For the past year, Google has been doing everything it can to prove to its advertising partners that people purchase their products after seeing ads on Google.
In October, the company announced a solution to track the purchases people made on their laptops after seeing an ad on a smartphone. Last month, it rolled out a product that tracks when people make an in-store purchase after seeing a Google ad.
But for all of the work Google has done tracking these so-called “conversions,” there’s one big hole in the company’s measurement strategy: most of the world’s really big brands aren’t necessarily trying to get people to buy a product right away.
If you think of what you see on television from brands like Nike and Bud Light, the ads are less about getting people to run to the store during halftime and more about communicating the brand’s “personality” so that people will remember it the next time they are in a store.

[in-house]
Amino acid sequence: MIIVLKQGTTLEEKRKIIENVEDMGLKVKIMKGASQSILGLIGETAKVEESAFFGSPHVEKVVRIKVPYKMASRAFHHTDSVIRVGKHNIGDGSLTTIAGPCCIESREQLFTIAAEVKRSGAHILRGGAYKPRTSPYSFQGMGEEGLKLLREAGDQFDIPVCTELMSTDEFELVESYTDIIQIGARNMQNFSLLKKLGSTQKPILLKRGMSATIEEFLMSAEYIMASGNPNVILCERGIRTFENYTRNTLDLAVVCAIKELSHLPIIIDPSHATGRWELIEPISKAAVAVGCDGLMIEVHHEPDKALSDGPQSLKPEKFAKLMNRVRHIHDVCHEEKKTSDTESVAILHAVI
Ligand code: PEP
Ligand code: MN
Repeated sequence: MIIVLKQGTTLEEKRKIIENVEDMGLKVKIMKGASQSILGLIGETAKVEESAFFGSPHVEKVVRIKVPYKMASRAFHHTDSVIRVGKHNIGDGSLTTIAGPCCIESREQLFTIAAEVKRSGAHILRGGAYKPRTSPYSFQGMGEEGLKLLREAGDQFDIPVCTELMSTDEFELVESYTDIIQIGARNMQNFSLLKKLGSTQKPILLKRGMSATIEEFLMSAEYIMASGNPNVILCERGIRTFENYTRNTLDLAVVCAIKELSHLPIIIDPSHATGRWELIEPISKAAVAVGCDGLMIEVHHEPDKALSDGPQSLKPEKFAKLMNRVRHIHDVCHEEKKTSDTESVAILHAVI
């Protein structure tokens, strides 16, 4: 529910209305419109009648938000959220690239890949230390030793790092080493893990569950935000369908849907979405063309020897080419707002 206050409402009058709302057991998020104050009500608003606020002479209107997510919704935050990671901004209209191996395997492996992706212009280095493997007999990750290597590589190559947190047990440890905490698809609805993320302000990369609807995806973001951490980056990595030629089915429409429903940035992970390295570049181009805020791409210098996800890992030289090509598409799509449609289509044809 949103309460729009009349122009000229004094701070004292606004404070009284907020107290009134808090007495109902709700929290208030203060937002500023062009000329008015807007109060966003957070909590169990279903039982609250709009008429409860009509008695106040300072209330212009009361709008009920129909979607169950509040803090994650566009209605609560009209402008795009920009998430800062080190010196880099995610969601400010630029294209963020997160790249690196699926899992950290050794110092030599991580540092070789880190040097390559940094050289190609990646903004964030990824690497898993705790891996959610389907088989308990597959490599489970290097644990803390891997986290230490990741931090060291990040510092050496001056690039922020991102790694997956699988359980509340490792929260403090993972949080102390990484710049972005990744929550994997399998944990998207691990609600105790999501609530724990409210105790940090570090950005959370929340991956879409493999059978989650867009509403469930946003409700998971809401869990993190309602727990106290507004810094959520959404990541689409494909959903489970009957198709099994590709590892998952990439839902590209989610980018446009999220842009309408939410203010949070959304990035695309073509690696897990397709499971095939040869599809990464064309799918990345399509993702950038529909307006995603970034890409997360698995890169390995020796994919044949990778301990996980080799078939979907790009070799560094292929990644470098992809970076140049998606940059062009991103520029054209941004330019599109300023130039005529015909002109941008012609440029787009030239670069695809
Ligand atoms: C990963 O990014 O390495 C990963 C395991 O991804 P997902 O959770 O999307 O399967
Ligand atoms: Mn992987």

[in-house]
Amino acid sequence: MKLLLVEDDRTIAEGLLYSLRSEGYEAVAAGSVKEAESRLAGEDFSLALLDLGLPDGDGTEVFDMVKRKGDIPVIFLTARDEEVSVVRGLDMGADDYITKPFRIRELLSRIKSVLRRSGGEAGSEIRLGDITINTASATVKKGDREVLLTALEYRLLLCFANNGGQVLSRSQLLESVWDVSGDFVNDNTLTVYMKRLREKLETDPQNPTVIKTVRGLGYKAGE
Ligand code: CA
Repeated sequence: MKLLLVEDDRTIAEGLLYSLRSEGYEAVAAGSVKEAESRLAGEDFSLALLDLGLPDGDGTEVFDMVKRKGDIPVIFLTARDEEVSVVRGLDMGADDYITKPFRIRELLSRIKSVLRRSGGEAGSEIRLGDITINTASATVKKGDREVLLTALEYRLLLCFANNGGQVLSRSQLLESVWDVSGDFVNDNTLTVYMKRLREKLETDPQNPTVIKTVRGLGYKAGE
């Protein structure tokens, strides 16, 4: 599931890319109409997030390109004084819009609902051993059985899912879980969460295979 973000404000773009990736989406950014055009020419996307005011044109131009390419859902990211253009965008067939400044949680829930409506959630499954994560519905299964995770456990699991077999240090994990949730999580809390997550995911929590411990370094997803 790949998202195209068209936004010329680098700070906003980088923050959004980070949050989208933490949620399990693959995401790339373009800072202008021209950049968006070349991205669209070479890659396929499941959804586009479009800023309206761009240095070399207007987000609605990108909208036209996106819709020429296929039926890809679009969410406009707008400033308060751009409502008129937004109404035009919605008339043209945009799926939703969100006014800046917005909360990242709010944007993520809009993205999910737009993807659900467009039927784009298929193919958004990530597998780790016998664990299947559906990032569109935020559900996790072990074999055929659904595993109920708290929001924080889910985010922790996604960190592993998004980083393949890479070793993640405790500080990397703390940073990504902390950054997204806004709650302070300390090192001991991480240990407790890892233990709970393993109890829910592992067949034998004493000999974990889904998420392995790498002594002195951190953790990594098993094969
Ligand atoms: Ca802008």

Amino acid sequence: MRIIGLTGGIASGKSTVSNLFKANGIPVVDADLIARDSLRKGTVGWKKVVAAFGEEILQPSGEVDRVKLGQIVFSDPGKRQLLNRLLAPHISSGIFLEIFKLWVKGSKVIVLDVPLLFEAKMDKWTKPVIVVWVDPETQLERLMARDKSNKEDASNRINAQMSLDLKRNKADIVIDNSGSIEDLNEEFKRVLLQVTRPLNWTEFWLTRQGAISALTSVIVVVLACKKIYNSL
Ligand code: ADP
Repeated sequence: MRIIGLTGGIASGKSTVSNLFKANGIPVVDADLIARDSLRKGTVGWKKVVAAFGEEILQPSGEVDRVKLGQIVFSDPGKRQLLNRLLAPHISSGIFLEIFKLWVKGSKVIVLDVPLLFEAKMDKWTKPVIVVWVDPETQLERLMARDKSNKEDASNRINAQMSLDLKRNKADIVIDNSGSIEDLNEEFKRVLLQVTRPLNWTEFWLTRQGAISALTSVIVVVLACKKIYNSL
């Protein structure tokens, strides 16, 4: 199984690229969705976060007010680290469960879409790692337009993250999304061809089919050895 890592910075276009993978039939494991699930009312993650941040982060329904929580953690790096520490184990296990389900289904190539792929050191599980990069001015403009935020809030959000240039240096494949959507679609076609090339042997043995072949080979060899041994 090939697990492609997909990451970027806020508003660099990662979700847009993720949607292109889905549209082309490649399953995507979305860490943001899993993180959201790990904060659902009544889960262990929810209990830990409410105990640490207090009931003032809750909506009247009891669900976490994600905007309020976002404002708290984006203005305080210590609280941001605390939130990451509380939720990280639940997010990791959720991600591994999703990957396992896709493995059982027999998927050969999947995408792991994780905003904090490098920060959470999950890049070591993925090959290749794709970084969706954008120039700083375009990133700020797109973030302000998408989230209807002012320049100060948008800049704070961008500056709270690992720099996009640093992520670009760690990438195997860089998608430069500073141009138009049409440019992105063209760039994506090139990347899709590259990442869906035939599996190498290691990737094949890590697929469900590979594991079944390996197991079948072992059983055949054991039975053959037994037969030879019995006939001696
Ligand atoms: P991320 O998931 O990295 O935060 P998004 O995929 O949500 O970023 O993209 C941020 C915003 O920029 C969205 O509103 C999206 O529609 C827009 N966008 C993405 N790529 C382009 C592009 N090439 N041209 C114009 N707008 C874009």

As a result, these big brands are spending the biggest chunks of their ad budgets on television, where they can have a full screen and 30 seconds to tell viewers their story, as opposed to an easy-to-ignore banner ad or a search link.
Not only that, brands and the media buyers who work on their behalf are comfortable with the idea that TV ads are effective because they have been buying them for decades.
According to eMarketer, brands spent $66 billion on U.S. TV ads in 2013, compared with $42.3 billion in online advertising. (Google itself books about $60 billion a year in ad sales.)
In a speech Tuesday at LUMA Partners’ Digital Media Summit in New York, Google vice president of display ad products Neal Mohan laid out the company’s plan for cutting out a slice of the $66 billion TV pie.
In Mohan’s mind, the two things that will allow Google to do this are the video storytelling capabilities of its YouTube platform and the company’s dedication to proving that its ads actually work for big brands.
Mohan told those in attendance at the Digital Media Summit that 84% of the marketers he spoke with said they would be willing to spend a 25% more of their budgets on digital advertising if they had a good way to measure the impact of their online ads.
“What I would say is that we — For more information read the original article here.